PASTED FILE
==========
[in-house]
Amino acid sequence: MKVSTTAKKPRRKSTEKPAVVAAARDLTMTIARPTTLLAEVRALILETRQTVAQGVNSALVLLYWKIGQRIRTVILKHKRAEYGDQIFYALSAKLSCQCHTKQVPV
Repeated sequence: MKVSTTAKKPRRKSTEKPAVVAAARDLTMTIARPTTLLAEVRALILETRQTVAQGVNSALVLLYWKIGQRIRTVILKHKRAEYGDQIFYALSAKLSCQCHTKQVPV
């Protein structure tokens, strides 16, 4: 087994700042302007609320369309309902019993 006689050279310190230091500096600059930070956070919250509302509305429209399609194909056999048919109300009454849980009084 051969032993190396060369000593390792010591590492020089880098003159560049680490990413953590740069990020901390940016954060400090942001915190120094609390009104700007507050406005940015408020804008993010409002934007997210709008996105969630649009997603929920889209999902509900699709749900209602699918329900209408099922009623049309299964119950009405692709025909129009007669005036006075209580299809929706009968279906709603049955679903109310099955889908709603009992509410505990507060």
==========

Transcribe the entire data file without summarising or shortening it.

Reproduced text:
[in-house]
Amino acid sequence: MKVSTTAKKPRRKSTEKPAVVAAARDLTMTIARPTTLLAEVRALILETRQTVAQGVNSALVLLYWKIGQRIRTVILKHKRAEYGDQIFYALSAKLSCQCHTKQVPV
Repeated sequence: MKVSTTAKKPRRKSTEKPAVVAAARDLTMTIARPTTLLAEVRALILETRQTVAQGVNSALVLLYWKIGQRIRTVILKHKRAEYGDQIFYALSAKLSCQCHTKQVPV
């Protein structure tokens, strides 16, 4: 087994700042302007609320369309309902019993 006689050279310190230091500096600059930070956070919250509302509305429209399609194909056999048919109300009454849980009084 051969032993190396060369000593390792010591590492020089880098003159560049680490990413953590740069990020901390940016954060400090942001915190120094609390009104700007507050406005940015408020804008993010409002934007997210709008996105969630649009997603929920889209999902509900699709749900209602699918329900209408099922009623049309299964119950009405692709025909129009007669005036006075209580299809929706009968279906709603049955679903109310099955889908709603009992509410505990507060």